Previously I posted something about how writing takes you away. Currently I’m also discovering that you can get taken away from your writing. I guess it all depends on the circumstances. Which leads me to some thoughts about what to do when life events push writing to the back burner.
Recently I lost a friend who was like family to pulmonary fibrosis. The last months were grim, watching her focus all her energy on getting enough air. Then a friend with whom I was considering retiring to someplace warm backed out of our plans, so I’m back to square one regarding where I want to spend my golden years. And then my business went into crisis mode, so that I have to scramble to pay my employees while I forgo getting paid myself. So it’s hard to get lost in the delightful, titillating world of Kirsten Maroney, my accidental sleuth. I’ve managed to get the first chapter done, but it’s choppy and doesn’t feel natural in the way the first two books in the series did. I’ve reread it several times, and I keep making changes to try to smooth it out. In the past, the rereading has been for grammar, syntax, spelling and word choice, not because the overall prose is faulty. So as I take a break I think about what my writing means to me and why I miss having it come naturally.
First, it occurs to me that choppy writing is better than no writing at all. It may not feel the same way it does on the good days, but it moves a book forward, no matter how much editing it will take to craft good prose. So today when I venture back into Kristen’s world, I’m going to really “rough draft it,” that is write as much as I can to move the story forward and edit later. Usually I edit as I go, and then go back and edit some more, but not today.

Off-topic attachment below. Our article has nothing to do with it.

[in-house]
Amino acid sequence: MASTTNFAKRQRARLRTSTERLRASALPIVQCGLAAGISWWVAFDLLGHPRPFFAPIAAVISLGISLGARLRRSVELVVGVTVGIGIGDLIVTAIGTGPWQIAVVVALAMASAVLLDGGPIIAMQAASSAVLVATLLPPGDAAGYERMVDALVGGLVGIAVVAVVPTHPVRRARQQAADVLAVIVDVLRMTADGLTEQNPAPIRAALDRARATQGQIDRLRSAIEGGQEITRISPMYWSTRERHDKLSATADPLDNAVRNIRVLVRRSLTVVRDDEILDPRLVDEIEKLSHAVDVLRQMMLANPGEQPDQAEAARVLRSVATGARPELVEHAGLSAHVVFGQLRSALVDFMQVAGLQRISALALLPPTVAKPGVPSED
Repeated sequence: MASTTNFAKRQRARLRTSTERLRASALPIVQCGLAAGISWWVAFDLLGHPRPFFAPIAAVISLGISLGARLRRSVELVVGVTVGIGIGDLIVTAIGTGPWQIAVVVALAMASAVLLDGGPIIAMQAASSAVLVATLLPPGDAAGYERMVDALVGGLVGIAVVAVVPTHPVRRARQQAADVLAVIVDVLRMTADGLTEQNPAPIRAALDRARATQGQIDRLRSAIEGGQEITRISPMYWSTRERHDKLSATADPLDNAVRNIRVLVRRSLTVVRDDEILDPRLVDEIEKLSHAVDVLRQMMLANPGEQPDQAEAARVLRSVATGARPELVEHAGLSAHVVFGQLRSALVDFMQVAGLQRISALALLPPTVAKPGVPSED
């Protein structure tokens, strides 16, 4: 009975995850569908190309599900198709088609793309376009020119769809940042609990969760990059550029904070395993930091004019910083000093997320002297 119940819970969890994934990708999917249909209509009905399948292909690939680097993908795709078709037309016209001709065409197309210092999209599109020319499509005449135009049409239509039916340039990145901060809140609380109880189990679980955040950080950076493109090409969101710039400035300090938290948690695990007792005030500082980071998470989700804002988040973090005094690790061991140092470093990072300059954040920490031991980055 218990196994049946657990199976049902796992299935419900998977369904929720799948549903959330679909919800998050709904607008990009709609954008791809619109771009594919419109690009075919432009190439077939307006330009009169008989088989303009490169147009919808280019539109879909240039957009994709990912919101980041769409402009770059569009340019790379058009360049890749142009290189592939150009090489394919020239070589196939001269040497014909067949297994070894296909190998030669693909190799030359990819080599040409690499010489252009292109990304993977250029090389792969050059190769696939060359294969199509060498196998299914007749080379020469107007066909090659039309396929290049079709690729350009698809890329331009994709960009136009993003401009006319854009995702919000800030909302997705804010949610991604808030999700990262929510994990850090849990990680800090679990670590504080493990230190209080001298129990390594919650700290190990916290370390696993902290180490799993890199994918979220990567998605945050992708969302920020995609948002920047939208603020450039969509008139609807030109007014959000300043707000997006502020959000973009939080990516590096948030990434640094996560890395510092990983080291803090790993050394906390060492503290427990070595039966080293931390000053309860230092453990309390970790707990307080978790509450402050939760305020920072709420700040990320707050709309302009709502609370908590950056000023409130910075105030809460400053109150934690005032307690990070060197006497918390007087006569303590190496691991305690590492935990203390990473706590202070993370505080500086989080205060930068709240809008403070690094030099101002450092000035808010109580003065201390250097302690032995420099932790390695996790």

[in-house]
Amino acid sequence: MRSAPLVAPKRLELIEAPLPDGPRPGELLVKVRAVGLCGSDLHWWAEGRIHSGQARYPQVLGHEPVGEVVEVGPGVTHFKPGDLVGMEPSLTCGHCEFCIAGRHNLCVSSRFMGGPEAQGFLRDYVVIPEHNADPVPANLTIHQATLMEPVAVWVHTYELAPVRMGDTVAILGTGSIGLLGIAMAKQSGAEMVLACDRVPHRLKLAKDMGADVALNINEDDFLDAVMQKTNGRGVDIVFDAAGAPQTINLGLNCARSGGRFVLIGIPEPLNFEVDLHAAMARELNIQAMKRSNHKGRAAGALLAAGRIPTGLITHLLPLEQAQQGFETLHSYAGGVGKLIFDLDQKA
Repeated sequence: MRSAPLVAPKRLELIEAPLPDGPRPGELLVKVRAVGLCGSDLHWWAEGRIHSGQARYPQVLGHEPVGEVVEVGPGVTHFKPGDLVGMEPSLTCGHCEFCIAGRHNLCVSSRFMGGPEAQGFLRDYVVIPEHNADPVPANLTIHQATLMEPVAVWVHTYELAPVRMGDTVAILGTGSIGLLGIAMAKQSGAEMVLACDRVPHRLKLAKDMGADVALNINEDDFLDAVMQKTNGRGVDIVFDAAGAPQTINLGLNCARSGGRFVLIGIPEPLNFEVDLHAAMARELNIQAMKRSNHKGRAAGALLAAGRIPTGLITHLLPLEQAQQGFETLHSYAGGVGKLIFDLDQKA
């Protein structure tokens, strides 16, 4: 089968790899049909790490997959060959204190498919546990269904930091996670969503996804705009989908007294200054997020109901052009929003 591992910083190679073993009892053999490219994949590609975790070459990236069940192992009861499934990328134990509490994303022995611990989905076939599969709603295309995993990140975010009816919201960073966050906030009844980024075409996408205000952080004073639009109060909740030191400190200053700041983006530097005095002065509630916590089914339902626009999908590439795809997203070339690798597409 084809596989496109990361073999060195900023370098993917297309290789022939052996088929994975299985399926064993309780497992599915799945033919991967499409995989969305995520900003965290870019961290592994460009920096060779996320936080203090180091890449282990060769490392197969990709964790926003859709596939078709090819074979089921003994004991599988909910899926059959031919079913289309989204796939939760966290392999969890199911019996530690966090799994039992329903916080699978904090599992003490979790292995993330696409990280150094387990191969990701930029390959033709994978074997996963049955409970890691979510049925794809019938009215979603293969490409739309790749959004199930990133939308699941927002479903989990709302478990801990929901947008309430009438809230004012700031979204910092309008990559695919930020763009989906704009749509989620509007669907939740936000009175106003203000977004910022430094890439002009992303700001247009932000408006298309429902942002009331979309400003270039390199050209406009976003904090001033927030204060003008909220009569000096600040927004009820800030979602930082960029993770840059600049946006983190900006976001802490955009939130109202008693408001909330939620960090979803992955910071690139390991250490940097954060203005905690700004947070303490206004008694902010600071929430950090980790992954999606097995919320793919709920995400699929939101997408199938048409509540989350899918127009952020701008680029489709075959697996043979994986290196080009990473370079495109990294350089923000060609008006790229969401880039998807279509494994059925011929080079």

Second, it’s interesting to see the difference between narrative that I create when I’m lost in Kristen and what comes out when I feel distant from her. There may be something valuable in the latter mode. That is, I may be able to add it to my repertoire somehow. Maybe there are places where a distant look and feel are appropriate. Then again, maybe not, but it’s something to look at.
Finally, the time when my writing isn’t at its best allows me to focus on the other aspects of a writer’s life, like how to market and advertise my books. Learning about the latter is less intense than creating Kristen and it gives me the feeling that I’m moving forward with the business side of things.
So the lesson is: when life gives you lemons, make lemonade. Use the anxious present in the ways that present themselves and just keep writing.